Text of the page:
Given the myriad issues we have to cope with in our professional and personal lives, our health is a key component which is often overlooked in the drive to get things done. Ignore good health at your own peril, as illness can be debilitating and has the potential to cause some serious down-time which can affect us both in the office and at home.

Here are the most commonly reported health issues and some easy fixes to avoid them:

1. Stress

When you want to reduce the stressors in your daily life, begin by identifying the sources. These could range from a demanding office environment, unrealistic expectations from your partner, the weight of responsibility to your children, and many more. Identifying them is the first step to addressing and neutralising them as a source for consternation.

Learn healthier ways to cope with stress. One widely accepted favourite is to get moving. Studies have shown that physical exercise releases positive feeling hormones, these could be just the little jolt you need to turn that frown upside down.

Once you are prepared and equipped to nip the problems in the bud, follow the 4As to a better life:

  1. Avoid unnecessary stress

  2. Alter the situations you can

  3. Adapt to the stressors

  4. Accept the things you can’t change

2. The Common Flu

The common flu, or cold, is a crippling affliction that can render you incapable of even handling a simple phone call to report sick for work.

Fret not, there are six easy steps you can take to reduce your risk of getting a cold.

  1. Wash your hands often with soap and water

  2. Wash them for 20 seconds, and help young children do the same. If soap and water are not available, use an alcohol-based hand sanitizer. Viruses that cause colds can live on your hands, and regular hand washing can help protect you from getting sick.

  3. Avoid touching your eyes, nose, and mouth with unwashed hands

  4. Viruses that cause colds can enter your body this way and make you sick.

  5. Stay away from people who are sick

  6. Sick people can spread viruses that cause the common cold through close contact with others.

3. Cardiovascular Diseases

High LDL (bad) cholesterol and low HDL (good) cholesterol are among the most well-known risk factors that can lead to cardiovascular disease, but they're not the only ones to be aware of. If you have untreated high blood pressure, a family history of cardiovascular disease, or diabetes, your risk of developing cardiovascular disease may be elevated. Smoking and a sedentary lifestyle may also contribute to cardiovascular risks, and women past the age of menopause and men older than 45 can also have a higher risk of developing the disease.

You can reduce these well-known risk factors by:

  • Having your cholesterol tested regularly, and maintaining the levels your doctor recommends.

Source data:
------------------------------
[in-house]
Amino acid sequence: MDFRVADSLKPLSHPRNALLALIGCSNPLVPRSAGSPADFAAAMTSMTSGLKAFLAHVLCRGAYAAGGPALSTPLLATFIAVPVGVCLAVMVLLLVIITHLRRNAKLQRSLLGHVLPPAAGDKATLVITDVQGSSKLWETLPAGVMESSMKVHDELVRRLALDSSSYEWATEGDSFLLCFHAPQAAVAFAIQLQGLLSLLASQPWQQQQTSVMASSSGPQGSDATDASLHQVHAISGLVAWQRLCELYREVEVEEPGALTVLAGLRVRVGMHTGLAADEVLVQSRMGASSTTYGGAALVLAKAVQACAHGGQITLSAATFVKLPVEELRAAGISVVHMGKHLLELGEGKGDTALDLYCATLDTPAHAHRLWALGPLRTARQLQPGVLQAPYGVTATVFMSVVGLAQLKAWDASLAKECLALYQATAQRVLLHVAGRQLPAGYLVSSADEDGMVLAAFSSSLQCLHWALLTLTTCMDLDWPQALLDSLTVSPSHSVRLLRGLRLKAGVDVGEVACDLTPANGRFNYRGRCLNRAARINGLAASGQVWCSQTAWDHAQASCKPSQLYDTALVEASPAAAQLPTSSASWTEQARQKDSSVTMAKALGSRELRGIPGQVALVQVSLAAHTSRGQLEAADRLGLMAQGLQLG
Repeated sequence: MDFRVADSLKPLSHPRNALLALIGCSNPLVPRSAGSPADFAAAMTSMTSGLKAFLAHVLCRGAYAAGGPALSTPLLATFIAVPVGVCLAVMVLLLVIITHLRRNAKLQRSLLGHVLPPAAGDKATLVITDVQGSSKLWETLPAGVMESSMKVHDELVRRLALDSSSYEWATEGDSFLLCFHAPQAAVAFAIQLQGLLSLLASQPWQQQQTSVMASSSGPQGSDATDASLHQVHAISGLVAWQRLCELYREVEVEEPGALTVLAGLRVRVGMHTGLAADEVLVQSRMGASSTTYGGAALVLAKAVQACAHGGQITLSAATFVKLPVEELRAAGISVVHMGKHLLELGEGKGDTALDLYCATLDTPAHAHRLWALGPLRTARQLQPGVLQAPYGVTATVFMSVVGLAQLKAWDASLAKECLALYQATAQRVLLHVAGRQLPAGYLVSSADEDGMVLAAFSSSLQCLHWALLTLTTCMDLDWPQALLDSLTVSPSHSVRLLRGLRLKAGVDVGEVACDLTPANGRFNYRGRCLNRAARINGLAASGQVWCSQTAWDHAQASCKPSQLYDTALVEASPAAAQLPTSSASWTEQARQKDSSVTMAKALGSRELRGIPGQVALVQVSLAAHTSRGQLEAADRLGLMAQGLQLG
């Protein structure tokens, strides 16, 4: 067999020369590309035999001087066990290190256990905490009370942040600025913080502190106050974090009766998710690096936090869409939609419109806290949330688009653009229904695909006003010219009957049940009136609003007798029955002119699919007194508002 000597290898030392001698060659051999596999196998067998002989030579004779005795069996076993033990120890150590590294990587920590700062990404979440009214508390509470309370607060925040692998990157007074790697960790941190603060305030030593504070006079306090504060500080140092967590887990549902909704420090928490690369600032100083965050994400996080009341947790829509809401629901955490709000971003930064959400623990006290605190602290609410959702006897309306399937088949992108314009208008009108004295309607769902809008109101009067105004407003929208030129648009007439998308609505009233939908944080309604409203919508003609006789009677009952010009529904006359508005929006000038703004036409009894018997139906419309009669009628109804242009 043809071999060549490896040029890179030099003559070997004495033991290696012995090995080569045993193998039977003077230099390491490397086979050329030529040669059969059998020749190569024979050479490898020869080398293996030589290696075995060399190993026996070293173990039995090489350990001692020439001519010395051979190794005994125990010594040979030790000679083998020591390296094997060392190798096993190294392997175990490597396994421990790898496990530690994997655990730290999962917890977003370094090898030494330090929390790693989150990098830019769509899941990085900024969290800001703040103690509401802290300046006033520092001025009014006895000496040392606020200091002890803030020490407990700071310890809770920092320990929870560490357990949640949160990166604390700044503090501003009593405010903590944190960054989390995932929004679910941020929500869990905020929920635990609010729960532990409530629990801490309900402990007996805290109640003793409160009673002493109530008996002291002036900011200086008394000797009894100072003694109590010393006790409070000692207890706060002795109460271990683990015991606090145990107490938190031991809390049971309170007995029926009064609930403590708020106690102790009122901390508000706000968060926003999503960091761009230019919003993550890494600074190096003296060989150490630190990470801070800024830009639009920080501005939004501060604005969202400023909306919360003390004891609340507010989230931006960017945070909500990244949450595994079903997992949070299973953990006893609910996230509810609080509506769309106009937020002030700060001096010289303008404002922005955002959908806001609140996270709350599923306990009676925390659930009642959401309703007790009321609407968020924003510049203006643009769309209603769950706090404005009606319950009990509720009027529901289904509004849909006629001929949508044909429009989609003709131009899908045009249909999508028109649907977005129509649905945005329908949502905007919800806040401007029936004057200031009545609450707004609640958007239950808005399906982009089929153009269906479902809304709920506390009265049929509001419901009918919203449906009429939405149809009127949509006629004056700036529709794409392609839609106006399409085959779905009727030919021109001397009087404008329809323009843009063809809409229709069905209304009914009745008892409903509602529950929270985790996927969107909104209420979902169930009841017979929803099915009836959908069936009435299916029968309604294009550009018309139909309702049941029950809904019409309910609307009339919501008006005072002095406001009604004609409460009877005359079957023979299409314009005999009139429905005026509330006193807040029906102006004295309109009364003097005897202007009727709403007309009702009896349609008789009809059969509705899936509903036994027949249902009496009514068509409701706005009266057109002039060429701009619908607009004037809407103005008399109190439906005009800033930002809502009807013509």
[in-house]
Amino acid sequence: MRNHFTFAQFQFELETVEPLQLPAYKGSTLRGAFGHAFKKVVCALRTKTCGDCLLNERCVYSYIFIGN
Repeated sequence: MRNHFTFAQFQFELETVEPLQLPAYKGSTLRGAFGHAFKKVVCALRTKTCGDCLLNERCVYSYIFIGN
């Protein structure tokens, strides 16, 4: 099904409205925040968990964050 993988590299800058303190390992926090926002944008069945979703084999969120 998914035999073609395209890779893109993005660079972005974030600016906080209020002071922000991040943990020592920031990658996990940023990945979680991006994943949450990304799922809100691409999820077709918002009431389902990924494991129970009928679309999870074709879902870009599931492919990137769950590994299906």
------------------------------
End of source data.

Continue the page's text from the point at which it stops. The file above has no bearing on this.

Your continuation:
• Being aware of family history.

  • Managing diabetes or other health issues that can lead to complications.

  • Quitting smoking, if applicable.

  • Sticking to a regular exercise routine. Consult your doctor to learn what exercises and activity level will be best for you.

4. Diabetes

Diabetes is one of the most prevalent health problems in our society, thanks in no small part to the wide range of processed foods and sweet treats that we are prone to indulge in. Diabetes can be prevented, however, by following a few simple steps:

  1. Choose whole grains and whole grain products over highly processed carbohydrates

  2. Skip the sugary drinks, and choose water, coffee, or tea instead

  3. Choose good fats instead of bad fats

  4. Limit red meat and avoid processed meat; choose nuts, whole grains, poultry, or fish instead

  5. If you smoke, try to quit

5. Myopia

Given the widespread adoption of electronic devices from a young age, studies have shown that up to 30 per cent of kids aged six - seven have defective vision.

In children aged 10-12, the percentage goes up to 60 per cent.

Myopia can be prevented by taking on some simple preventative measures, and encouraging a more positive approach to eye-care.

  1. When reading or studying, hold your books or notes far away from your eyes (20cm or more is advised)

  2. Don’t read while lying on a couch or bed

  3. Pursue outdoor activities like badminton or rollerblading

Outdoor activities offer your eyes the option to focus on objects far and near, giving them the workout they need to be healthy and function at their maximum abiity.

If you found this interesting, you may wish to find out how you can protect yourself against Dengue Fever.

While these are the more common health problems we face today, there are several more which can be avoided by eating responsibly, getting plenty of rest, and managing our day well, setting aside pockets of time for recreation, study, work, and our families.


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